Looking for something to do this weekend? Here are 10 things to do while staying home
AZTEC — The coronavirus pandemic has restricted many popular spring activities, but there are still a variety of things families can enjoy this weekend.
Here are 10 activities you can try without leaving the comfort of your house.
1. Learn about archaeology
The Four Corners region is rich in cultural resources, including some of the most impressive archaeological sites in the United States.
Many of these sites have closed to the public, but that doesn’t mean people can’t enjoy them without leaving the comfort of their house.
The National Park Service is offering virtual passport stamps so people with National Park passports can collect the stamp while virtually visiting sites like Mesa Verde National Park. The stamps say 2020 Virtual Visitor. Mesa Verde has a variety of ways to virtually experience the site, including a 3D tour of Balcony House.
Gov. Michelle Lujan Grisham's office sent out a press release on April 17 recommending weekend activities. One of those activities was a virtual tour of Chaco Culture National Historical Park, which can be found at artsandculture.google.com. Google Arts and Culture also offers a virtual tour of Bandelier National Monument.
2. Color a picture
The Bureau of Land Management’s New Mexico office is challenging people to download an image of Seymour Antelope to color. The image can be found on the BLM's Facebook page.
Meanwhile, the National Park Service’s Pony Express website has links to a variety of coloring pages people can download and print. These coloring pages feature animals that would have been seen by Pony Express riders.
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3. Listen to podcasts
The governor’s office is recommending a podcast called “La Hilacha, Words and Memories.” This podcast is offered by the National Hispanic Cultural Center’s history and literary arts program and celebrates Latinx culture.
If that podcast isn’t something you are interested in, there are a variety of other podcasts available including a “Sesame Street” podcast put on by Public Broadcasting Service.
4. Virtually tour popular sites
Archaeological sites are not the only places people can virtually visit. Google Arts and Culture also hosts a virtual tour of Carlsbad Caverns.
In addition, the New Mexico Tourism Department also offers a YouTube channel featuring 360-degree videos of popular attractions, including Meow Wolf.
Additionally, train enthusiasts may enjoy a virtual tour of the Cumbres & Toltec Scenic Railroad.
The governor’s office provided a list of virtual tours available in New Mexico including:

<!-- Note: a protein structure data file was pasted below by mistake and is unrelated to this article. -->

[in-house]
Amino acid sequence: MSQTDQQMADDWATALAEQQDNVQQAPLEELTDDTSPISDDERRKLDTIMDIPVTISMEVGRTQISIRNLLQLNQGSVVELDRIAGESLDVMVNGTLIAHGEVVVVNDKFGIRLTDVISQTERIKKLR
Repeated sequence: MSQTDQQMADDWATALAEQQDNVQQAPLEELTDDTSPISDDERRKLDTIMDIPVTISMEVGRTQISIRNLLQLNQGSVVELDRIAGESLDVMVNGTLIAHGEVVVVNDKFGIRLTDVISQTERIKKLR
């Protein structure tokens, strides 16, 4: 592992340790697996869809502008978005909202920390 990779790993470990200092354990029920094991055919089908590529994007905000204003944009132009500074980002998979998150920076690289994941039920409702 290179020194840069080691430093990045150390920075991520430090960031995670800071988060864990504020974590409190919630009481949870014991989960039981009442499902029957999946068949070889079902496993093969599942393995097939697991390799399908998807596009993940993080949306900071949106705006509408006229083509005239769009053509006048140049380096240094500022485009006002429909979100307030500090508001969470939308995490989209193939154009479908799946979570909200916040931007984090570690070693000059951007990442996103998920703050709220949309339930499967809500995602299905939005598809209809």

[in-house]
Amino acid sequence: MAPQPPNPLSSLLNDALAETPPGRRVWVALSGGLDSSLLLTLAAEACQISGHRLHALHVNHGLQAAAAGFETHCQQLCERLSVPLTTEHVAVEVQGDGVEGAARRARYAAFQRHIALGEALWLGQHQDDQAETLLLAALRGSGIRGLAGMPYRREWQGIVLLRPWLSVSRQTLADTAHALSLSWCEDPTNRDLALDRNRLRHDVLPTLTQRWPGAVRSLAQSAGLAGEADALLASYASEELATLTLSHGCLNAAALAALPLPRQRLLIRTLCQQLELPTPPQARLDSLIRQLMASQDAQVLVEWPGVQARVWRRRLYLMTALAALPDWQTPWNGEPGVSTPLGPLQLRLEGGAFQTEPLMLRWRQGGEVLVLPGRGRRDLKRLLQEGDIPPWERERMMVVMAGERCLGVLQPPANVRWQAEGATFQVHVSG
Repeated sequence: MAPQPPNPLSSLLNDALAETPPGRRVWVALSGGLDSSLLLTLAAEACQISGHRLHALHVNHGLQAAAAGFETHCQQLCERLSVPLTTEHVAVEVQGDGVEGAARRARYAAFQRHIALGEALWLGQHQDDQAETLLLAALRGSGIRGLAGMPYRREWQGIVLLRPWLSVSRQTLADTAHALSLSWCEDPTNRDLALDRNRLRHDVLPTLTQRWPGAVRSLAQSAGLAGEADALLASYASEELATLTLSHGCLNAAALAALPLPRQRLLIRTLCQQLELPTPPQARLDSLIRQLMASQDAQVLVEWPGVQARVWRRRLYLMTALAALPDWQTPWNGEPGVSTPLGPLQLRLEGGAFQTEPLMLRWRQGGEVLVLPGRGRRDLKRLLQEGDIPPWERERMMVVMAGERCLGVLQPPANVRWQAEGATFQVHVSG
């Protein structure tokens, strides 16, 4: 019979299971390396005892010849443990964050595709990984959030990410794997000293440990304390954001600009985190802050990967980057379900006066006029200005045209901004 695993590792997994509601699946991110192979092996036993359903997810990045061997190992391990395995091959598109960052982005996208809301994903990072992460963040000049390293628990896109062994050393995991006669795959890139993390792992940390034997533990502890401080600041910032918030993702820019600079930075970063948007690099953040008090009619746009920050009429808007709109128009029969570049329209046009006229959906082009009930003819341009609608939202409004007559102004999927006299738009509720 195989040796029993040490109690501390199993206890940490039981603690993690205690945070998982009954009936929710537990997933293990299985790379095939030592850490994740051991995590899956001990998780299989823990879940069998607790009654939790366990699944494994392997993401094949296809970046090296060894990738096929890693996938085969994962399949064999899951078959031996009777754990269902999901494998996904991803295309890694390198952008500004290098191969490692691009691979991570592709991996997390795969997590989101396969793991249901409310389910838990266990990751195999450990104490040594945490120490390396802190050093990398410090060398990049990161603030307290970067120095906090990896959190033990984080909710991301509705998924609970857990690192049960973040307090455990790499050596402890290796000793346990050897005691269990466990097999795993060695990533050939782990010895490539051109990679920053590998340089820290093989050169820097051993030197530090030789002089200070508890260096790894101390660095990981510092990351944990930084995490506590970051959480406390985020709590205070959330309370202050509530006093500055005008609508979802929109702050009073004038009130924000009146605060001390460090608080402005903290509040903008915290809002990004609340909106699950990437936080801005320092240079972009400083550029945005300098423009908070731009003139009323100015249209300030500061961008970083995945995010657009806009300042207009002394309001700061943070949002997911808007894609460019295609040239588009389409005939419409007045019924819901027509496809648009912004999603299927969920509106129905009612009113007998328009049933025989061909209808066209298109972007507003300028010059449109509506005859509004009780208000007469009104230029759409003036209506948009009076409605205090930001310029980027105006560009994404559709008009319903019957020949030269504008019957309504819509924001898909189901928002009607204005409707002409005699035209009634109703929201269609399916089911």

- Santa Fe Google Treks
- Albuquerque’s Homeside Exploration and Activities
- Explore Albuquerque
- Albuquerque Museum
- The Very Large Array Explorer
- Anderson Museum of Contemporary Art
- Prescott Gallery & Sculpture Garden
5. View artwork
The virtual spring art walk is underway in Farmington. People can support local artists by viewing their work on the Farmington Convention & Visitors Bureau website and can also purchase pieces they enjoy.
And that isn’t the only place where art can be viewed. The Museum of International Folk Art has a variety of exhibits available online.
Other art exhibits available online include:
- The Museum of Indian Arts and Culture
- The Institute of American Indian Arts' virtual reality exhibition
- The New Mexico Museum of Art
- The Museum of Spanish Colonial Art
6. Learn about space
The New Mexico Museum of Space History is launching a virtual rocketeer academy that offers a variety of do-it-yourself educational activities.
This week's video taught children how to make stomp rockets.
7. Share stories
The New Mexico History Museum is asking residents to submit stories about how the coronavirus has impacted their lives. These stories can be submitted by emailing email@example.com
8. Read books
The Farmington Public Library is offering eCards that allow people to access online resources.
That isn't the only place to find library resources. The State Library is allowing all New Mexicans to access TumbleBooks without needing a library card or having to download anything or install any apps. There are materials available for people of all ages, including math books, audio books, young adult books, children's books and steamy adult romances.
9. Watch birds
The Audubon Society has launched a weekly learning activity for children. This week’s activities focus on native plants that provide habitat for birds. Children can make do-it-yourself pots to grow plants for birds. They can also participate in an I Spy game looking at the plants and animals outside their house. Audubon Society also has an online game for children to play.
10. Learn about historic sites
New Mexico Historic Sites has launched an online virtual classroom to teach people about eight sites in the state. This online learning platform is geared to children and has grade-level based lessons.
Hannah Grover covers government for The Daily Times. She can be reached at 505-564-4652 or via email at firstname.lastname@example.org.